While Cathie Wood was hailed as the modern day Warren Buffett, we all know who will have the last laugh.

I'm ready to put my neck out and bet on value over the next couple of years.

My conviction is based on the fact that a growing company's stock tends to have its PE ratio re-rated higher.

The whole assumption of higher growth is based in an environment when the macro environment supports it i.e. is low interest rates and high liquidity.

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Investors generally pay a higher premium for growth. This is because we tend to extrapolate the present into the future much more than it's feasible.

You must have heard this saying, 'As long as there is growth, any multiple is justified'.

In today's slang, it's called BAAP - Buy at any Price.

Now let me show you how a stock can de-rate like a falling knife when growth disappoints even marginally.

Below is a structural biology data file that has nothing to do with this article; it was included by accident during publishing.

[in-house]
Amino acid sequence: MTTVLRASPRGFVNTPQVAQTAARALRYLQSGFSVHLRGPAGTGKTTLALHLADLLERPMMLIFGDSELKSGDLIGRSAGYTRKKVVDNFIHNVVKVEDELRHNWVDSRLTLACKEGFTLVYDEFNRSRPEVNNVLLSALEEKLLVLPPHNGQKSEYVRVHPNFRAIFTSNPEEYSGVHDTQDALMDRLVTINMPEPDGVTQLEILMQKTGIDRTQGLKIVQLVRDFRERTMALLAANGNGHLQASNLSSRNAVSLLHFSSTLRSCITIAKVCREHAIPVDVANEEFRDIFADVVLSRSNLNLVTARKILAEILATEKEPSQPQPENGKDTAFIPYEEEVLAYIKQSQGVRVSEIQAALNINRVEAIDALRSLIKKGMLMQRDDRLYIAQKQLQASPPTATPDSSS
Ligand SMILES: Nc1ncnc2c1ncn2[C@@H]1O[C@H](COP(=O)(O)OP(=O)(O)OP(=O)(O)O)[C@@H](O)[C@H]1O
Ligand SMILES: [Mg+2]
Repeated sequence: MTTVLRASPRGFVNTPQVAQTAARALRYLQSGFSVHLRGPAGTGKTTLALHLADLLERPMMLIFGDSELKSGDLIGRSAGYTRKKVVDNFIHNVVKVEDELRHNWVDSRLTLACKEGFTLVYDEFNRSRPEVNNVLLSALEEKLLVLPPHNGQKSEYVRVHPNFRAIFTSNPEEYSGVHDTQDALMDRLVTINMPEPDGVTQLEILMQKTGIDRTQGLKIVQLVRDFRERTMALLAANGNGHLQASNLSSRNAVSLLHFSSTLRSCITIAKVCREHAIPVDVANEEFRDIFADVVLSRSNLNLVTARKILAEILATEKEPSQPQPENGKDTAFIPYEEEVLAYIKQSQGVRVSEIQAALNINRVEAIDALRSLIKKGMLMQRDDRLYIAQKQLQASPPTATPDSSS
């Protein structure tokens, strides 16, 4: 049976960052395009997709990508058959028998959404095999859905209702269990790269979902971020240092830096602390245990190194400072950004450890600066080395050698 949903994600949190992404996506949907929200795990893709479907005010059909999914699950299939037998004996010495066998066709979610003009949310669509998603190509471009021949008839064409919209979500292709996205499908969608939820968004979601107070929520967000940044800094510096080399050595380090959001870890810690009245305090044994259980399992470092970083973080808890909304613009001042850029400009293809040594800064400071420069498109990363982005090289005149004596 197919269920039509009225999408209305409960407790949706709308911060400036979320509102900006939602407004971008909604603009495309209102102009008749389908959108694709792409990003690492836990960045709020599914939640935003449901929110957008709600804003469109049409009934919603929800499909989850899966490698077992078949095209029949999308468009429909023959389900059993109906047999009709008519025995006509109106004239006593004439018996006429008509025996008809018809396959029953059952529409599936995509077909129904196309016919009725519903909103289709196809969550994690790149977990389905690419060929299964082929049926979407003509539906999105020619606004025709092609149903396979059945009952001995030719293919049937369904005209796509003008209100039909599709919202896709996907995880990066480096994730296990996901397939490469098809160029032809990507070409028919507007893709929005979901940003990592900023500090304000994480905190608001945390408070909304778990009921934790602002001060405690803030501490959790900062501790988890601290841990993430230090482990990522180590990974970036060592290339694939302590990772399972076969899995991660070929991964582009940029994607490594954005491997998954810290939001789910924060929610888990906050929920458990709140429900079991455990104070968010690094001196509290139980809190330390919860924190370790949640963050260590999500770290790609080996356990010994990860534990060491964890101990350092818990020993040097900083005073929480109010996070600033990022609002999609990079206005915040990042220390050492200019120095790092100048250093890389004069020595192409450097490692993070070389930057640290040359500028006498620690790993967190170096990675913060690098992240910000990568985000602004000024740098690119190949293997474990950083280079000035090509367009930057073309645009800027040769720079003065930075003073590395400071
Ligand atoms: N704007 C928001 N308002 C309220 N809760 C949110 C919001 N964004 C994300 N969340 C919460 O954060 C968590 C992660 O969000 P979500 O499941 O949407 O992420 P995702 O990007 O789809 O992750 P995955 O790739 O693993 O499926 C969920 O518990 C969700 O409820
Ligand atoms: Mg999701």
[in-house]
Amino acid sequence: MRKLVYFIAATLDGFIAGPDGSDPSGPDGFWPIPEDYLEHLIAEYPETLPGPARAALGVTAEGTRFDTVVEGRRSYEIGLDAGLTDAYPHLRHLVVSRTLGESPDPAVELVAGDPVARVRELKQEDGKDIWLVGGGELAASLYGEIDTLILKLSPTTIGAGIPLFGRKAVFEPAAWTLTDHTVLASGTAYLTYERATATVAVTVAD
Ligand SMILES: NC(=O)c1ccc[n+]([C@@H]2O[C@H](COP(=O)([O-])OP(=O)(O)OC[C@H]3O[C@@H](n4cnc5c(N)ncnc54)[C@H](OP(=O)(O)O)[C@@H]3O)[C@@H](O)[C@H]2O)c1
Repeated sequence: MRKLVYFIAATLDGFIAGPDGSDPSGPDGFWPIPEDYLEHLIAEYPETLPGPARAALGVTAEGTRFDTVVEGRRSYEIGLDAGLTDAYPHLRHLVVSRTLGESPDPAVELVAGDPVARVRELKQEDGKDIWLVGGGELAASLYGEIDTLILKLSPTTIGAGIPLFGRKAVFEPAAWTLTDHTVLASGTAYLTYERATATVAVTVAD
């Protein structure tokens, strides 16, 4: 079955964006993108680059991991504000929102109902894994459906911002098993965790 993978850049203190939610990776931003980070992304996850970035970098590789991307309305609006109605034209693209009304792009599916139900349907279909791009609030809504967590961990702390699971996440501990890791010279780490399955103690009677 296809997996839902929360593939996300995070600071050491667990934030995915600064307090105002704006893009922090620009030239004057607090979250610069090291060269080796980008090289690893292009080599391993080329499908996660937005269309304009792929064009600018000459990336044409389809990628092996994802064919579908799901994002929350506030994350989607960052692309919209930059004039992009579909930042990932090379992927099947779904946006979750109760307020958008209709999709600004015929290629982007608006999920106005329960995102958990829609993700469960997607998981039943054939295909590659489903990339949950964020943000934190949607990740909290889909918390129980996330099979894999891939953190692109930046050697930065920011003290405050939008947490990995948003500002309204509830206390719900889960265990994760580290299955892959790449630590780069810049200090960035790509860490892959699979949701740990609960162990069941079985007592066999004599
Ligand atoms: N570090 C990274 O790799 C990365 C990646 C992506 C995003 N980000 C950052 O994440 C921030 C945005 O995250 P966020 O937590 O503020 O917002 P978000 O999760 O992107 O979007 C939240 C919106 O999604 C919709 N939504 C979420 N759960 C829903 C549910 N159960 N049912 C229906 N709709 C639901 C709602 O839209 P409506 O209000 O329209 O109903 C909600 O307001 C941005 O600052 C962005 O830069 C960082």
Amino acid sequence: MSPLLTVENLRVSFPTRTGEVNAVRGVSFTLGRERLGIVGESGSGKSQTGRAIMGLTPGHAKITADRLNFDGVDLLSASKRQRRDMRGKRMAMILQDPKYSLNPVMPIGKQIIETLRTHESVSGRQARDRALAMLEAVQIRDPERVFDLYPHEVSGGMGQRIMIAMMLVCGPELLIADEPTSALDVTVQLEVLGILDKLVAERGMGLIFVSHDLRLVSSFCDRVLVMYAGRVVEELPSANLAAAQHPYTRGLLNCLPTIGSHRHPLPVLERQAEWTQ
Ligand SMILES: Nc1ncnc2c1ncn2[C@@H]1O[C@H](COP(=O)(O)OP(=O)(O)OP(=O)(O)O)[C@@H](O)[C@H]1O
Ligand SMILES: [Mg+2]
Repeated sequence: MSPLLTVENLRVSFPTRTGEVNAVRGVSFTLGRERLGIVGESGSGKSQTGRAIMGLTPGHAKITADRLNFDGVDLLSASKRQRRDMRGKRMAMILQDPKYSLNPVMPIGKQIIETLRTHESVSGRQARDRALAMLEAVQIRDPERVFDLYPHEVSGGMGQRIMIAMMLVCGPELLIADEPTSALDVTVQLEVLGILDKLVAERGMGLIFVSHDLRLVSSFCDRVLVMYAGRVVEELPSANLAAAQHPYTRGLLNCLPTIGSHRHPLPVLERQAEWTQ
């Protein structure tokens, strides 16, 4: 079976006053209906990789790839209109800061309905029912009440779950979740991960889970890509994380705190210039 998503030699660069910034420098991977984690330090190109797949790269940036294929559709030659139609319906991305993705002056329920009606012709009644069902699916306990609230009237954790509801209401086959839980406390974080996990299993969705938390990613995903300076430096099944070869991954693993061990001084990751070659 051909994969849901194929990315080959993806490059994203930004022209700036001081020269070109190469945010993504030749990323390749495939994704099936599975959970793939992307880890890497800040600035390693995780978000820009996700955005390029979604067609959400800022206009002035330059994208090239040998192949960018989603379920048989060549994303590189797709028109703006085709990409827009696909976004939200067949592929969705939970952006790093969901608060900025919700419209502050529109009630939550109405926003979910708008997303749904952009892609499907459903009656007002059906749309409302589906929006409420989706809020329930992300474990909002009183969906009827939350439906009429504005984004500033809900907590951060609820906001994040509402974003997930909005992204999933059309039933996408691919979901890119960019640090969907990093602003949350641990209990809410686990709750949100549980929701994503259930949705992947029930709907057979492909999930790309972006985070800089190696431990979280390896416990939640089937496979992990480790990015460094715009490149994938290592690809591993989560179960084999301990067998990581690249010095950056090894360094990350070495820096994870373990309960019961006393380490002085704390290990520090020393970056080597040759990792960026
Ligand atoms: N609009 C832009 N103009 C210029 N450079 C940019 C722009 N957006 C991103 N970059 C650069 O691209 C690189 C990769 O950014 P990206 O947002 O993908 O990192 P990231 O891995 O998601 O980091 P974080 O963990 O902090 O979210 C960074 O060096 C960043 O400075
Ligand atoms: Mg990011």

The Jubilant Foodworks Stock Crash

When same store sales growth (SSSG) was strong and beating the consensus estimates, the market gave Jubilant Foodworks, a forward PE ratio of 80 times.

Every increase in the PE ratio gave the stock price a strong upside. There always comes a point when growth starts to moderate. After all, no company can outsmart its own environment.

So when growth slows down mildly, the stocks with astronomical PE ratios crash as if there is no tomorrow.

The same happened here in January. Growth slowed down marginally with respect to the market's expectations. The stock fell 25% in less than a month.

The thumb rule is to be wary of high PE stocks without super normal growth.

So why I think value investing will be back in flavour?